EARLY this past month, Saturday April 10, 2010 Samwel Sitta, Speaker of the National Assembly, was the guest of honour at the launching of the Public Integrity Restoration Initiative (PIRI), at the University of Dar es Salaam. This is the initiative of the Institute of Development Studies and supported by Secretariat on the Code of Ethics for Public Leaders. It is aimed at instilling in new generation of Tanzanians (the future leaders?) on what it means to be a good citizen and the implications for national development, especially in fighting the three national scourges: poverty, diseases and ignorance.
For some of us it was the first time we came to rub shoulders with such very important person in our national politics as the leader in one of the three pillars of government. In fact, most of us never regretted having attended the gathering considering what transpired as reflected in the wide coverage by both electronic and print media. Listening to the Speaker at such close range there is no mistake that he is a good orator and can be quite entertaining at times. His speech was often punctuated by rapturous cheers from the audience, perhaps reflecting agreement of some sort with the message he was trying to convey.
The message delivered on that particular day was quite clear and simple: unethical behaviours among public leaders are not only unacceptable but detrimental to the national interests. That our national leaders must lead by examples that tell the rest of society of the need to observe laws, rules and regulations. Perhaps, Speaker Sitta was echoing the sentiments that of late have emerged in the country especially considering the fact that this is an election year. In other words, reclaiming public integrity is emerging as top political and/or policy agenda for the 2010.
Indeed, listening to the clerics during the past Easter festivities and other similar religious gatherings it is very clear that as a nation we are grappling with a very serious problem that is threatening to tear apart our social fabrics. It comes in different forms: ‘ufisadi’, ‘rushwa’, ‘kuporomoka kwa maadili’, etc. No matter how we call or name it the bottom line is the same: public integrity, the supreme quality of leadership, is on the decline. Essentially, it is the race to the bottom as people compete to outwit one another when it comes to displaying of wealth and power. In our emerging national politics the two, wealth and power, are two sides of a coin.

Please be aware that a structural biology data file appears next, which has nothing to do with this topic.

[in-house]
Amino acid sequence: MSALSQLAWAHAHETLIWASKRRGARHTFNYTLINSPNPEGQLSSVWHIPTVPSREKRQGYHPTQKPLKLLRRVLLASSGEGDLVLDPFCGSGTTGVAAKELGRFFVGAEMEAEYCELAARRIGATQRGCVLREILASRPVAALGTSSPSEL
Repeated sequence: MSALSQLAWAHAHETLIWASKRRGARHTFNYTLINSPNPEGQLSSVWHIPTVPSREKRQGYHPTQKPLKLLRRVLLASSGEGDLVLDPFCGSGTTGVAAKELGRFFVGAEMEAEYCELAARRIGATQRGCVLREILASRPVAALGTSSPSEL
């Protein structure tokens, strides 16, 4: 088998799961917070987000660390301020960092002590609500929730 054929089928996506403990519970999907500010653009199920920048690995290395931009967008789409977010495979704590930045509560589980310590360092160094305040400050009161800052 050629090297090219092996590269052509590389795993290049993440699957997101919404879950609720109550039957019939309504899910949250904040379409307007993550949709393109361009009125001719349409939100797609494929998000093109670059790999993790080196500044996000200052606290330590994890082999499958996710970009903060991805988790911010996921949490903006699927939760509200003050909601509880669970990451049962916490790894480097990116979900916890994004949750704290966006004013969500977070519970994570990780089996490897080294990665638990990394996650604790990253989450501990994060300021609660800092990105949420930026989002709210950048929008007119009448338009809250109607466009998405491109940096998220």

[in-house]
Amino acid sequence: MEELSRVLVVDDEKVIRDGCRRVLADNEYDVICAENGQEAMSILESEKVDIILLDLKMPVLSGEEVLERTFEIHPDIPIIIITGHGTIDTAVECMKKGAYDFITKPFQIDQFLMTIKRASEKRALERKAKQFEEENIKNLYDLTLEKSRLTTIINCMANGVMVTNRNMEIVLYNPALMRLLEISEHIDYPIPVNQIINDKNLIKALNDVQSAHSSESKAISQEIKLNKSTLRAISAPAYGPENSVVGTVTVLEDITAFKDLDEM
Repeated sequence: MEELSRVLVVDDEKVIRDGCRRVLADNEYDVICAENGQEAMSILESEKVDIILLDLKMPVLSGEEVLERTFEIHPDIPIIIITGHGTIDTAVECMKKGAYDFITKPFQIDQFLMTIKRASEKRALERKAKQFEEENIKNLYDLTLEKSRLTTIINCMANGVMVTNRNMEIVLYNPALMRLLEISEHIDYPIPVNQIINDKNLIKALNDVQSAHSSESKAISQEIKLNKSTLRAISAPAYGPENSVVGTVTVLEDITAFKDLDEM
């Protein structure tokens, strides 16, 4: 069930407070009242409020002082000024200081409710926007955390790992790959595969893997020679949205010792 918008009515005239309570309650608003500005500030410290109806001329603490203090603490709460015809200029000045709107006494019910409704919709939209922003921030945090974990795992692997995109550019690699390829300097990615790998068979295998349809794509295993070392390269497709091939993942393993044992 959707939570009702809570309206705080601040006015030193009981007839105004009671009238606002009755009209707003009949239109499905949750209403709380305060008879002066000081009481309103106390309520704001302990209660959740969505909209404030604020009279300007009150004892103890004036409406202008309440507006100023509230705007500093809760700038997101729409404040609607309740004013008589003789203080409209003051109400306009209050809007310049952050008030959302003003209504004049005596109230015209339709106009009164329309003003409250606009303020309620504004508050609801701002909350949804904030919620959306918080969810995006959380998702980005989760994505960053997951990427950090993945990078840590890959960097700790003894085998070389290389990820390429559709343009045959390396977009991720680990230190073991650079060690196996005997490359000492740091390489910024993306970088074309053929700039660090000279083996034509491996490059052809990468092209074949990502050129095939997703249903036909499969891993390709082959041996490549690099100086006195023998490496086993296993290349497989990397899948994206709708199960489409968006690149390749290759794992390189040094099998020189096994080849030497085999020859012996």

There is no doubt that over the coming months we will be hearing and/or reading more and more of it as elections draw closer. ‘Experts’ on democracy or voter education will be crisscrossing the country telling voters to choose good leaders (‘viongozi bora sio bora viongozi’). One can definitely bet that religious leaders are likely to become increasingly vocal often issuing ‘warakas’ to their believers, again, on how to elect good leaders. On the other hand, political parties will be competing for the hearts and souls of unsuspecting voters promising them (just promise), able leadership including adherence to public integrity.
All these developments are quite in order given what we know about the consequences, both intended and unintended, of the failures to promote and sustain integrity in public life. However, much as we would love to have our leaders to behave like saints, impossible task for any humankind, we are faced with situation whereby public integrity is something easily talked about but hard to practice. More often, even the most vocal are sometimes caught up in compromising situations thus raising more questions than answers.
Yes, as a nation we need to reclaim integrity in managing our public affairs. More important, it is high time that public integrity should carry more weight in deciding who should become our leader(s). At the same time, however, we should not be oblivious of the fact that with such widespread decline in integrity it will be expecting too much to the have problem addressed one and for all. Indeed, it has taken us long to be where we are today. Likewise, it will take a while to get ourselves out of this bottomless pit, all things considered. As we continue to ponder over the issue let us think of these questions: Who will be the one to cast the first stone? Alternatively, who will bell the cat?